NEW DELHI: Rahul Gandhi, frontman for India’s ruling Congress party, warned Sunday on the eve of the world’s biggest election that the country faces religious turmoil if the opposition Hindu nationalist party wins power.
Gandhi said majority Hindus would be pitted against minority Muslims if hardliner Narendra Modi and his Bharatiya Janata Party (BJP) clinched power, as widely predicted, during the marathon six-week ballot starting on Monday.
“Wherever these people (BJP) go they create fights. They’ll pit Hindus and Muslims against each other,” Gandhi told a rally in the town of Sirsa 250 km from New Delhi.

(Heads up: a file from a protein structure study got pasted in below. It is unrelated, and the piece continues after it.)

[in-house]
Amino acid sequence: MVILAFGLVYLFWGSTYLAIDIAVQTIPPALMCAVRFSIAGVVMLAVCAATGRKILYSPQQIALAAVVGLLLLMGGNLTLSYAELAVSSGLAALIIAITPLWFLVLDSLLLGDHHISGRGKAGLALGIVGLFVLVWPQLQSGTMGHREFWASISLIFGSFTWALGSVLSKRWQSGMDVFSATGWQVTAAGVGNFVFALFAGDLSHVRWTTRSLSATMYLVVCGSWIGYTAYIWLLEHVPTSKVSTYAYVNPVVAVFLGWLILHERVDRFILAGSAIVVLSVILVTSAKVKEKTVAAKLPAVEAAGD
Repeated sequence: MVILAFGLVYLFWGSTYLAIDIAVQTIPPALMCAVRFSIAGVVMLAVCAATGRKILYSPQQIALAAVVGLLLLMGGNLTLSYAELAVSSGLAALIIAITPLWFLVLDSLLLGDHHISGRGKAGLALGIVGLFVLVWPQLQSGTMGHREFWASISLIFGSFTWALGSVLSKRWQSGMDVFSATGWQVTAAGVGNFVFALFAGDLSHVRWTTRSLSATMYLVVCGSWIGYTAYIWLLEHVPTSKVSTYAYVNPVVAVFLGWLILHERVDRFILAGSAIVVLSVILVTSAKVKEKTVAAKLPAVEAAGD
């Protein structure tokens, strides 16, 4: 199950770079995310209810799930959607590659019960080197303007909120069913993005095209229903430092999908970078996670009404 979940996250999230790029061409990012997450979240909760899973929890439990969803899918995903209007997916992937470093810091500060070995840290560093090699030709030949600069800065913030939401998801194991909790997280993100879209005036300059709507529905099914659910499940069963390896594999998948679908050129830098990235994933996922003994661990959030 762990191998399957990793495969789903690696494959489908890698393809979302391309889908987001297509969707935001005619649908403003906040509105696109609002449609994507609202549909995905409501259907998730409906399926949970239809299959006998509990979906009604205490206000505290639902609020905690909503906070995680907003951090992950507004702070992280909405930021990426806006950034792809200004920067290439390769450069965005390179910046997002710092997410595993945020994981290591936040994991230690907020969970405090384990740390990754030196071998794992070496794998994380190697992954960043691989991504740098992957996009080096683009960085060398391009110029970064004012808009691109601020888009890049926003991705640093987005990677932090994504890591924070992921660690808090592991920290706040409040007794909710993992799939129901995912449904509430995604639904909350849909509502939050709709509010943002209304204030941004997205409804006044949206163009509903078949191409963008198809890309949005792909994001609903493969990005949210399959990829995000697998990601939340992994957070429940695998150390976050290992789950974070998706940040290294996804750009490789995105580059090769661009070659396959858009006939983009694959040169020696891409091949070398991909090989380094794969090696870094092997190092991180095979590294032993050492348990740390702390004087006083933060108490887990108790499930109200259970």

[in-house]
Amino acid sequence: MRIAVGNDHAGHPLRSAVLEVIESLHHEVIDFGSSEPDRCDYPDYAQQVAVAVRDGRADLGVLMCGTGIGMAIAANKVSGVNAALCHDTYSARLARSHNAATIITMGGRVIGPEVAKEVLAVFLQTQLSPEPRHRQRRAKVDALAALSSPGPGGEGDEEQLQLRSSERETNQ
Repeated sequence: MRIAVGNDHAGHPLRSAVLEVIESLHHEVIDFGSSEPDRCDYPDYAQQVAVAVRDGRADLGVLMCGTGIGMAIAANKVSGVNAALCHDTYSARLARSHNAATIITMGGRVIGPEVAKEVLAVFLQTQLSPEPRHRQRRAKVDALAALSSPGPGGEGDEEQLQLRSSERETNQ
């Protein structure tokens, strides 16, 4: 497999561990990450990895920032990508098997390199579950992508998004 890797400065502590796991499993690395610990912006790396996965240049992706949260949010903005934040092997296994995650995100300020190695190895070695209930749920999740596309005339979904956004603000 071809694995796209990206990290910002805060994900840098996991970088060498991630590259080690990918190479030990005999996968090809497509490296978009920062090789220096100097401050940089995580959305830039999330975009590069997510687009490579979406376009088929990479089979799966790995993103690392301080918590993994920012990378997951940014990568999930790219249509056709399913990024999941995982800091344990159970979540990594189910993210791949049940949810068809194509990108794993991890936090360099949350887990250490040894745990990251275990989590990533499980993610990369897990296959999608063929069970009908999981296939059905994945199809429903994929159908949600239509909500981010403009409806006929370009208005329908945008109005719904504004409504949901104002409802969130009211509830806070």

“We walk with everybody, be it Hindus, Muslims, Sikhs, Christians. We walk with people from all communities, castes, religions and regions and that is our politics,” said Gandhi, the 43-year-old scion of India’s famous political dynasty.
“We don’t do politics of anger and division,” Gandhi said, as he implored voters to back Congress, which looks set for a crushing defeat at the polls after a decade in power.
Voting will begin in the two remote northeastern states of Assam and Tripura, before spreading across the country of 814 million eligible voters in a staggered process. Results are due on May 16.
Modi, a popular but divisive leader tainted by deadly religious riots in 2002, is set to sweep to power on a promise of reviving the country’s battered economy and creating jobs.